What the Accountant Must Know about SEC Requirements

By Chiu, Peter; Siegel, Joel | The National Public Accountant, November 1990 | Go to article overview

What the Accountant Must Know about SEC Requirements


Chiu, Peter, Siegel, Joel, The National Public Accountant


What the Accountant Must Know About SEC Requirements

The accountant who is or may become involved with SEC filing requirements must be familiar with the provisions of the SEC as it affects his or her particular requirements to optimally perform the accounting, reporting and disclosure functions. In addition, familiarity is required with regard to prospective financial statements. The practitioner must be on guard that no violations exist regarding the Accounting and Auditing Enforcement Releases. The accountant also is sometimes faced with the question of whether the company should go from private to public or vice versa. Guidelines are offered in making this decision.

SEC disclosures require a five-year summary of earnings and management's discussion and analysis of earnings. Quarterly data are also presented.

Regulation S-X Requirements

S-X requirements of the SEC govern the annual report. All financial statements presented in annual reports must conform to the S-X accounting and disclosure rules. The stockholders' report must include three-year comparative financial statements prepared in conformity with Regulation S-X. Form 10-K must be signed by a majority of the board of directors. There is significant expansion to management's discussion and analysis.

To accomplish uniformity of financial statements, S-X has been revised to bring it into conformity with generally accepted accounting principles (GAAP).

S-X's Article 3 serves as the general instructions for financial statement presentation in all disclosure documents. Mandated by the uniform instructions are:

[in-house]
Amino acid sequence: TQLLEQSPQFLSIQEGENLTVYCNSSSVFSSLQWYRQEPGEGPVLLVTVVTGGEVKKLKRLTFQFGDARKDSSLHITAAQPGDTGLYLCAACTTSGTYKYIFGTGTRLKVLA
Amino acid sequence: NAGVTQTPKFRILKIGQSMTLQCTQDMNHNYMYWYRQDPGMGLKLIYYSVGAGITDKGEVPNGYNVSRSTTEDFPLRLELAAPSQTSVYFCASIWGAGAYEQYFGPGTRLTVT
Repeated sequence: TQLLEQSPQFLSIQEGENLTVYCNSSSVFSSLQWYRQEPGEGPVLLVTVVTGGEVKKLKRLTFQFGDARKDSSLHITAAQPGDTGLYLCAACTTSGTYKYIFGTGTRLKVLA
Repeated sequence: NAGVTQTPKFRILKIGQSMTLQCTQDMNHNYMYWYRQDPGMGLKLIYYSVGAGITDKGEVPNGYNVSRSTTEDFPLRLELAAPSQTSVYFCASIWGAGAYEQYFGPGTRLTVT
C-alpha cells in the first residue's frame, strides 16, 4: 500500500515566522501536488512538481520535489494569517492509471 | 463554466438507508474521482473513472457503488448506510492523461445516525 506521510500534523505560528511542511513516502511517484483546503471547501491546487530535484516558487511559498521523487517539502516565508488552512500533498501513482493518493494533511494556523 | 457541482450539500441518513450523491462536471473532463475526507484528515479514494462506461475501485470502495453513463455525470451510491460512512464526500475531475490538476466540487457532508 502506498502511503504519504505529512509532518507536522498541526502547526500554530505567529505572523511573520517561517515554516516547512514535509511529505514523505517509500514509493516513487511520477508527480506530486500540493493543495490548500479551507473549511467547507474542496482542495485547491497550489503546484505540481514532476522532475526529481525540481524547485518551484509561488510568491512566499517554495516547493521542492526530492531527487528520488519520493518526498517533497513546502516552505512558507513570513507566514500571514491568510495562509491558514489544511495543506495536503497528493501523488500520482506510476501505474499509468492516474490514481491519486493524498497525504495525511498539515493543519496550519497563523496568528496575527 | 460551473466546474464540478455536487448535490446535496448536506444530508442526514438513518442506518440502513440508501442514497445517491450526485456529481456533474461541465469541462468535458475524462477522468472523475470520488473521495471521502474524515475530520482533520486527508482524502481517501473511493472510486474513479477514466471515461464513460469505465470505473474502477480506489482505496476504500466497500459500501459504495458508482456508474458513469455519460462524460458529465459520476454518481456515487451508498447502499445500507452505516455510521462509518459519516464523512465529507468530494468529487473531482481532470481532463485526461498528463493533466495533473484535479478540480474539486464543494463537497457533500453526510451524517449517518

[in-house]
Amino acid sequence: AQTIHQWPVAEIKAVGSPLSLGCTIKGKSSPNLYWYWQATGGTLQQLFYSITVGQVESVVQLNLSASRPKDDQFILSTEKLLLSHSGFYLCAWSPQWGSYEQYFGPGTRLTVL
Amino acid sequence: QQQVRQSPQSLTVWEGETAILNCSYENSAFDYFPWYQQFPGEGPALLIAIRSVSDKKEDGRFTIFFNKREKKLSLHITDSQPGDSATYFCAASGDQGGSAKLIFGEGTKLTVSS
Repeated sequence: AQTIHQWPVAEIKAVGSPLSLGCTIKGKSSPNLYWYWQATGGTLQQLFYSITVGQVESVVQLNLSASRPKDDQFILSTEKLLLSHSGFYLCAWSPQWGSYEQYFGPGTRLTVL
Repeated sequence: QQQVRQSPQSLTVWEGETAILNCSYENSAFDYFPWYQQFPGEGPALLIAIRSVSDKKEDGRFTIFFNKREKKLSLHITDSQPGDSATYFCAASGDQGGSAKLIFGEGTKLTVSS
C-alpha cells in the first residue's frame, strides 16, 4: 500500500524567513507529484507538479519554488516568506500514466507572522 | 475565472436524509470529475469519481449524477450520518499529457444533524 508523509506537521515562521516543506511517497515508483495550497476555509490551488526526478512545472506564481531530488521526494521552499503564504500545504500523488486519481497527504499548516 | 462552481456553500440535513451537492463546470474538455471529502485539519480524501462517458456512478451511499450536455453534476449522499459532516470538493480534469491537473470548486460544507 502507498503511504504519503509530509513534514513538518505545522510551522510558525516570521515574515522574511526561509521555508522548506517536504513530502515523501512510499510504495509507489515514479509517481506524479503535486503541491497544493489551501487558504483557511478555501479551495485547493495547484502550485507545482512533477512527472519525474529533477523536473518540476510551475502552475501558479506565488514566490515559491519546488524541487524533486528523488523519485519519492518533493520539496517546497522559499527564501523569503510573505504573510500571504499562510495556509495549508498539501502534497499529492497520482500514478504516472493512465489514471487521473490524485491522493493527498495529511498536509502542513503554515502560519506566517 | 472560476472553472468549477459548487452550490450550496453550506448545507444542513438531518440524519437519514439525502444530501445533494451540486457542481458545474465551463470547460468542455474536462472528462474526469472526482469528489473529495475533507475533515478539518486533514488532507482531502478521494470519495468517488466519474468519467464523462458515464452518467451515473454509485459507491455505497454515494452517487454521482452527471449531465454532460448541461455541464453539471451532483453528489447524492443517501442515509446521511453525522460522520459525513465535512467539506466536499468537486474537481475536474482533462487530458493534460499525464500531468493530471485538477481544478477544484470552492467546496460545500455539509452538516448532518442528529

1. Audited balance sheet of the

close of the two most recent

fiscal years. 2. Audited income statement and

changes in cash flow for each

of the three most recent fiscal

years prior to the date of the

most recent audited balance

sheet.

A 10-K annual filing must be filed within 90 days subsequent to the closing of the registrant's fiscal year. Form 10-Q, a quarterly filing, must be filed with the SEC within 45 days subsequent to the end of each of the first three quarters.

In the case of registration statements, the SEC has 135 days as the essential date for ascertaining the aging of the financial statements at the anticipated effective date of the registration statement, or a proposed mailing date of the proxy statement, which includes financial statements.

Filed registration is effective 90 days subsequent to the end of the fiscal year, but prior to the 135th day. It must include audited financial statements for the last two years and the three-year income and changes in cash flows statements. If the filing is 135 days or more subsequent to the year-end, the filing has to be kept current with an unaudited interim balance sheet as of a date within 135 filing days. In addition, the filing must include an unaudited income and changes in cash flows for the interim period and for the corresponding period of the prior year.

Regulation S-X relates to the form and content of financial statements filed with the SEC. It also deals with the qualifications of accountants who report on financial statements and schedules filed with the SEC.

On occasion, financial reporting releases are issued by the SEC in connection with Regulation S-X. They cover accounting, reporting and disclosure requirements. Guidance along with acceptable and unacceptable cases of the independence of accountants are provided.

Integrated Disclosure System (IDS)

The SEC's Integrated Disclosure System consists of audited financial statements, management's discussion and analysis of operations and selected income statement and balance sheet information. The package is common to the annual report, Form 10-K, and most 1933 Act filings.

In Form 10-K (annual report), Part I includes the business, properties, litigation, security ownership of beneficial owners and management. …

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